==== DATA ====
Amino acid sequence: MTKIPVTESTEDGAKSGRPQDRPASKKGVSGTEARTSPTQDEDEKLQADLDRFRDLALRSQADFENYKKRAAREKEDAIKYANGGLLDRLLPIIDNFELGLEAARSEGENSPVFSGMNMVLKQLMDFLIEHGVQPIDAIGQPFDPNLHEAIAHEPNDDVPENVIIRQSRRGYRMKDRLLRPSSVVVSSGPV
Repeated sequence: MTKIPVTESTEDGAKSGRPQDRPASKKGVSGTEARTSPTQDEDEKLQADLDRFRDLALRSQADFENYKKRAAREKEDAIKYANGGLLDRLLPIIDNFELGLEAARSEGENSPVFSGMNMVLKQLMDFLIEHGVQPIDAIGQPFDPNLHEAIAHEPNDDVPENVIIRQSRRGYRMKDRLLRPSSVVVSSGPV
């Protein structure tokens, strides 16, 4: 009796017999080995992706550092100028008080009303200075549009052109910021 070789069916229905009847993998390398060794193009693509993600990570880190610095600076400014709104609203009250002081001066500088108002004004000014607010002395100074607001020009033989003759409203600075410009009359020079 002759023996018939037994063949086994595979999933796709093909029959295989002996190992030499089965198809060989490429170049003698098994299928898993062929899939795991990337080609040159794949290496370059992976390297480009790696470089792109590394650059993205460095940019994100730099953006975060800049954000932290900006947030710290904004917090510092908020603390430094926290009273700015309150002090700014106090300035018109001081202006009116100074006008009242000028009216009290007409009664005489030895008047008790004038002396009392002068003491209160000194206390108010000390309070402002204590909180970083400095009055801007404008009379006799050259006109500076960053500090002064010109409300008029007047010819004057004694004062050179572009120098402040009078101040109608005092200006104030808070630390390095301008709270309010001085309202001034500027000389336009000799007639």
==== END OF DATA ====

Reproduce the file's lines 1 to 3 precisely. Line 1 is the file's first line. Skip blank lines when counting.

Amino acid sequence: MTKIPVTESTEDGAKSGRPQDRPASKKGVSGTEARTSPTQDEDEKLQADLDRFRDLALRSQADFENYKKRAAREKEDAIKYANGGLLDRLLPIIDNFELGLEAARSEGENSPVFSGMNMVLKQLMDFLIEHGVQPIDAIGQPFDPNLHEAIAHEPNDDVPENVIIRQSRRGYRMKDRLLRPSSVVVSSGPV
Repeated sequence: MTKIPVTESTEDGAKSGRPQDRPASKKGVSGTEARTSPTQDEDEKLQADLDRFRDLALRSQADFENYKKRAAREKEDAIKYANGGLLDRLLPIIDNFELGLEAARSEGENSPVFSGMNMVLKQLMDFLIEHGVQPIDAIGQPFDPNLHEAIAHEPNDDVPENVIIRQSRRGYRMKDRLLRPSSVVVSSGPV
């Protein structure tokens, strides 16, 4: 009796017999080995992706550092100028008080009303200075549009052109910021 070789069916229905009847993998390398060794193009693509993600990570880190610095600076400014709104609203009250002081001066500088108002004004000014607010002395100074607001020009033989003759409203600075410009009359020079 002759023996018939037994063949086994595979999933796709093909029959295989002996190992030499089965198809060989490429170049003698098994299928898993062929899939795991990337080609040159794949290496370059992976390297480009790696470089792109590394650059993205460095940019994100730099953006975060800049954000932290900006947030710290904004917090510092908020603390430094926290009273700015309150002090700014106090300035018109001081202006009116100074006008009242000028009216009290007409009664005489030895008047008790004038002396009392002068003491209160000194206390108010000390309070402002204590909180970083400095009055801007404008009379006799050259006109500076960053500090002064010109409300008029007047010819004057004694004062050179572009120098402040009078101040109608005092200006104030808070630390390095301008709270309010001085309202001034500027000389336009000799007639």